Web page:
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|Title:||Making Great Strides: Understanding the Increase in Maternal Health Care Service Use in Ghana from 2003 to 2014|
|Abstract:||From 2003 to 2014, the uptake of maternal health services in Ghana increased at an impressive rate. This study aimed to test the hypothesis that this improvement was related to a reduced correlation between socioeconomic status and the likelihood of using maternal health service. The analysis of this hypothesis involved the estimation of the effect of socioeconomic status on maternal healthcare service uptake using a linear probability and probit model and multivariate non-linear Blinder-Oaxaca decompositions. The results of the study would suggest that the hypothesis was mostly incorrect and that the increased maternal healthcare service use was, instead, a positive byproduct of the general improvement in the socioeconomic status of Ghanaians during this time period. In addition, the increase in wealth and urban status played an important role in the improvement socioeconomic status in Ghana from 2003. Surprisingly, education was a fairly weak indictor of socioeconomic status in this study.|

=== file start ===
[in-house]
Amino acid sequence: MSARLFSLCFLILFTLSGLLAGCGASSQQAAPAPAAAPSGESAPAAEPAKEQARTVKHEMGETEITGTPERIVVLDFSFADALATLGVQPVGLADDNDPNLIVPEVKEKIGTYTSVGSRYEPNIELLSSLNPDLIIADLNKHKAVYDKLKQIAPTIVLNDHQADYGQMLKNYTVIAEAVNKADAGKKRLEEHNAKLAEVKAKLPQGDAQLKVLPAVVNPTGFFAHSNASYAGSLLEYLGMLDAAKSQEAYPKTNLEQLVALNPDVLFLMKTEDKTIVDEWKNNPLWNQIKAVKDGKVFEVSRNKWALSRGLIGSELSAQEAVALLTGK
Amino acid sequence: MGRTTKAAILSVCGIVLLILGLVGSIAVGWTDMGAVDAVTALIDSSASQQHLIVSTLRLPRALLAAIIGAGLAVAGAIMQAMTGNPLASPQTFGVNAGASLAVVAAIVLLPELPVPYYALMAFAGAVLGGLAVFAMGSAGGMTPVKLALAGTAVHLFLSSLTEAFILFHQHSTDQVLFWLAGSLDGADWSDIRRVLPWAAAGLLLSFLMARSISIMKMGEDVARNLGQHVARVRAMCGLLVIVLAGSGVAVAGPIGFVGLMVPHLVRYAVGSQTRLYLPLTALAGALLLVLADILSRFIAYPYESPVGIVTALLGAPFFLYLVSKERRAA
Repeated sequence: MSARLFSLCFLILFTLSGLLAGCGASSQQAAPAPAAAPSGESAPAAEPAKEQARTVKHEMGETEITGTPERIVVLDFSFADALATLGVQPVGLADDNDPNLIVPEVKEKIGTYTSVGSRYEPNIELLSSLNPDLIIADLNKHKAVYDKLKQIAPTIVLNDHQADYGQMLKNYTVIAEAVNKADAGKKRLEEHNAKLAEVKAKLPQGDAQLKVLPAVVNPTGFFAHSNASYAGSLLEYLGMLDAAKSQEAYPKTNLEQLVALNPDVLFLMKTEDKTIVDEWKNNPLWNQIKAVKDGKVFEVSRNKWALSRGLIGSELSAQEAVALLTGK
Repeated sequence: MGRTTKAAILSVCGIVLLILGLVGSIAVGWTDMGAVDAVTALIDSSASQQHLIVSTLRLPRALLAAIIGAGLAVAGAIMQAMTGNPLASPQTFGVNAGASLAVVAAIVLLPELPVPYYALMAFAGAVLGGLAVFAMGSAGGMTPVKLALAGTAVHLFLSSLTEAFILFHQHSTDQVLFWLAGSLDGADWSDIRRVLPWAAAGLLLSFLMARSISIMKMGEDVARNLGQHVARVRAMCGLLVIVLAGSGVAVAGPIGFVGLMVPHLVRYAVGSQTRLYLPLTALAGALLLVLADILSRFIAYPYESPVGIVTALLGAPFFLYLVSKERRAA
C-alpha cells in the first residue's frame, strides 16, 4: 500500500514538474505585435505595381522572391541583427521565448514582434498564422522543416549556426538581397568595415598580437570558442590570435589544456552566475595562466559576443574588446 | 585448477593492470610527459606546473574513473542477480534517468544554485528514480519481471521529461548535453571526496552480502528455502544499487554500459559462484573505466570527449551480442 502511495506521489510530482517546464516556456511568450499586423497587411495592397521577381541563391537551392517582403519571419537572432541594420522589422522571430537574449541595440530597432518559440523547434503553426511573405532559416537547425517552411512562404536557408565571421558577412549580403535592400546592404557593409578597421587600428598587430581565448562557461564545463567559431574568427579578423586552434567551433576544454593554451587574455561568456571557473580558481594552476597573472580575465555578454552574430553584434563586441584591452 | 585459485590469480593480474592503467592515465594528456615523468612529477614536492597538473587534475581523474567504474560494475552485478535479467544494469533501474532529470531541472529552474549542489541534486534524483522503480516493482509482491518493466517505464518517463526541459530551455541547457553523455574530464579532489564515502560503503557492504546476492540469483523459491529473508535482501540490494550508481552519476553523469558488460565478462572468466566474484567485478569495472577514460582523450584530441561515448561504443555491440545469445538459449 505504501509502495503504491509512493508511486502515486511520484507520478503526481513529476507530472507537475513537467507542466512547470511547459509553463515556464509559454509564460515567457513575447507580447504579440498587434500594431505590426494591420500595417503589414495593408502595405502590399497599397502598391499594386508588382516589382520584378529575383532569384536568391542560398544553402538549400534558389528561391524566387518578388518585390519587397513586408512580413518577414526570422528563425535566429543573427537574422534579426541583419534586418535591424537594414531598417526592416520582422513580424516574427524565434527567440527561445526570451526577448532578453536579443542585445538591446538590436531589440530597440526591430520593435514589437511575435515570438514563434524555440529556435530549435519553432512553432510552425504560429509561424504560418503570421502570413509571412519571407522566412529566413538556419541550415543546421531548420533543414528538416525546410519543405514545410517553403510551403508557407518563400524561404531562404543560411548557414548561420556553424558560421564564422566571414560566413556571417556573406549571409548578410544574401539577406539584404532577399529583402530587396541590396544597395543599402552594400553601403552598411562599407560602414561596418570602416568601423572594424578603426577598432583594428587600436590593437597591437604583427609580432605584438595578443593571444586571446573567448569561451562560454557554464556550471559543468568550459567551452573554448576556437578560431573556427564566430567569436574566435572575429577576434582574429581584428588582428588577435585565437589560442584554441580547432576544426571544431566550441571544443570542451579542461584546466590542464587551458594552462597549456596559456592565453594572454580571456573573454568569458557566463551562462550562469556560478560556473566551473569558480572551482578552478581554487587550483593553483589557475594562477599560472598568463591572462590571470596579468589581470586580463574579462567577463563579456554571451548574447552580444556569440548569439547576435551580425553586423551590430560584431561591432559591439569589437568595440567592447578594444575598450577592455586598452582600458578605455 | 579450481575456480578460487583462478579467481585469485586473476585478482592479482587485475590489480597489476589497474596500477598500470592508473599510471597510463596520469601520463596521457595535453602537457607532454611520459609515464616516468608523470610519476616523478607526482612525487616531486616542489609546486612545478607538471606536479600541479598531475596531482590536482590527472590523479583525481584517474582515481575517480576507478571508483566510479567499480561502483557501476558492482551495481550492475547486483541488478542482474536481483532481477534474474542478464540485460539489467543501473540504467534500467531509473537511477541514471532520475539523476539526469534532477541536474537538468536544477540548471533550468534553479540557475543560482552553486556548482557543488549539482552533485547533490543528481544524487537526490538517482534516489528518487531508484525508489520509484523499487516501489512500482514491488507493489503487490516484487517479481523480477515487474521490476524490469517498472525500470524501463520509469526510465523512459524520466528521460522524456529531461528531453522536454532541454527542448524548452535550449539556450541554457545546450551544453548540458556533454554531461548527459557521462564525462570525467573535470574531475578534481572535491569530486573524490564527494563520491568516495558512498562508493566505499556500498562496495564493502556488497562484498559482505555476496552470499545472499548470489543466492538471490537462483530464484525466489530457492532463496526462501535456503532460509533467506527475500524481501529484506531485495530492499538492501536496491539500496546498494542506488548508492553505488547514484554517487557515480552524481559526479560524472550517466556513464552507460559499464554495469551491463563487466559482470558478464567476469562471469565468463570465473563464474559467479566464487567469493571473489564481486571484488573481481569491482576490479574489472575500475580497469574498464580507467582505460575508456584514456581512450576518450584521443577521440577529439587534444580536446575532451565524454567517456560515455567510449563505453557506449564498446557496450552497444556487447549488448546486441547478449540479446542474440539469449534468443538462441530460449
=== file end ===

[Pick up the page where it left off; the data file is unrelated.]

|Type of Material:||Princeton University Senior Theses|
|Appears in Collections:||Economics, 1927-2016|
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